Malnutrition is a major problem in developing countries. Though we generally equate malnutrition with a poor diet, the term in a broader sense refers to both undernutrition and overnutrition.
Nutrition problems are strikingly different in developing nations (deprivation and undernutrition) and developed nations (eating disorders and obesity), although obesity and eating disorders are on the increase even in developing countries.
Individuals suffer from undernutrition, if their diet does not provide them with adequate calories, protein, or the vitamins/minerals which are essential for maintenance and growth, or if they cannot fully utilize the food they eat due to illnesses like tuberculosis.
Undernutrition that leads to being severely underweight can cause female infertility. In women, having a seriously low percentage of body fat can disrupt hormones and prevent ovulation (the normal release of a woman's egg or ovum from the ovary).
Suppressing ovulation is nature's way of preventing a pregnancy in an undernourished woman. After all for a pregnancy to progress normally and for a healthy baby proper nourishment is vital.
Underweight women may develop irregular menstrual cycles or periods that stop completely. These conditions make conception difficult or impossible.
Malnutrition and severe weight loss could occur because of:
Ignorance, famine, and poverty, extreme dieting, or conditions like anorexia nervosa or bulimia. It can also happen in women who are very athletic or exercise vigorously and who consequently have a low percentage of body fat.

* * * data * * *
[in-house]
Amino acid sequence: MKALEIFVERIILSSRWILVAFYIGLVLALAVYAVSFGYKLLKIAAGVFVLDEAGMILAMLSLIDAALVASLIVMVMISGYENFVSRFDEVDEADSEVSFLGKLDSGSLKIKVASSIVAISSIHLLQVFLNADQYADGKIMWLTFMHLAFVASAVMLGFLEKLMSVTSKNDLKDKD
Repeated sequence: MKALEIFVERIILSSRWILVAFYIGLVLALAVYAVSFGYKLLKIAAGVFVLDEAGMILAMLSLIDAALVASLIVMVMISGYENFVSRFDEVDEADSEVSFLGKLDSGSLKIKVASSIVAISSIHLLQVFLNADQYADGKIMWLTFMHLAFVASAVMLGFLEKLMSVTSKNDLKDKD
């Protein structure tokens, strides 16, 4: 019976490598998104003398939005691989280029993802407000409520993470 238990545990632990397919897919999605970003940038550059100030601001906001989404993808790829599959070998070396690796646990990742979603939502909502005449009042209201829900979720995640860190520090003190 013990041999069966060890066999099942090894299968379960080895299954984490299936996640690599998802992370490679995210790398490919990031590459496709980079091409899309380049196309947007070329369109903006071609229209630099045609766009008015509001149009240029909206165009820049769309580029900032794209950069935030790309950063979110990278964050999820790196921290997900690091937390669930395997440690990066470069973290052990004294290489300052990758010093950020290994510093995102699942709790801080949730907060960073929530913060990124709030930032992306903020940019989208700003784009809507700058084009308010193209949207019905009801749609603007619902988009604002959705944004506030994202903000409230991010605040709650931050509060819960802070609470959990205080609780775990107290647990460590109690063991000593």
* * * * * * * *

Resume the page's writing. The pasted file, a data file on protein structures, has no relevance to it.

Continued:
Undernutrition can also be the cause of certain disorders of hormone abnormalities such as amenorrhea, Polycystic Ovarian Syndrome (PCOS), endometriosis, hypothyroidism, etc., all of which can lead to infertility.
People suffer from over-nutrition, on the other hand, if they consume too many calories and not enough nutrients to process these calories. For example, over consumption of carbohydrates, junk food or alcohol can lead to several vitamin deficiencies, such as thiamine (vitamin B1).
While not normally considered part of malnutrition, obesity is a form of not eating properly and maintaining a healthy weight. There is a definite relationship between obesity and reproductive disturbances known as syndrome ‘O’: over-nourishment, overproduction of insulin, ovarian confusion, and ovulation disruption.
Obesity and abdominal obesity are especially common in polycystic ovary syndrome (PCOS) enhancing the features of insulin resistance and associated with reproductive dysfunction.
Malnutrition is also one of the several causes of infertility in men.
When malnutrition leads to being severely underweight, men may have low sperm counts and diminished sperm quality and motility. Excessive exercise and severe restrictions in food intake can even reduce or totally stop sperm production.
An improper diet leading to deficiencies in certain vitamins, such as vitamin C, folate (folic acid), selenium, and zinc can contribute to male infertility. Anemia has similar effects.
Excessive exercise in men is another factor where body fat stores are depleted to supply energy for the exercise. Too much exercise may also increase the temperature of a man's testicles and damage sperm.
Diets that are lacking in calories or vitamins are not the only cause of malnutrition. Stress, competitive work environments, fast-paced lifestyles, toxic exposures, prescription medications, can create stress in the mechanisms of the body and can directly or indirectly lead to malnutrition and infertility.
The best way to prevent infertility caused by being malnourished and underweight is to maintain a healthy weight and normal amounts of fat stores through a nourishing diet that includes sufficient calories and nutrients and to exercise moderately. It is recommended that malnourished and underweight men and women who want to bear children ensure they are eating a healthy diet with sufficient vitamin intake and gain weight before attempting a pregnancy. A healthy body is essential for any individual trying to have a baby.
Nutrition is important at every stage, for every one! Stay updated and stay healthy, ask a gynaecologist, all your questions, while staying at home, download LAIMA.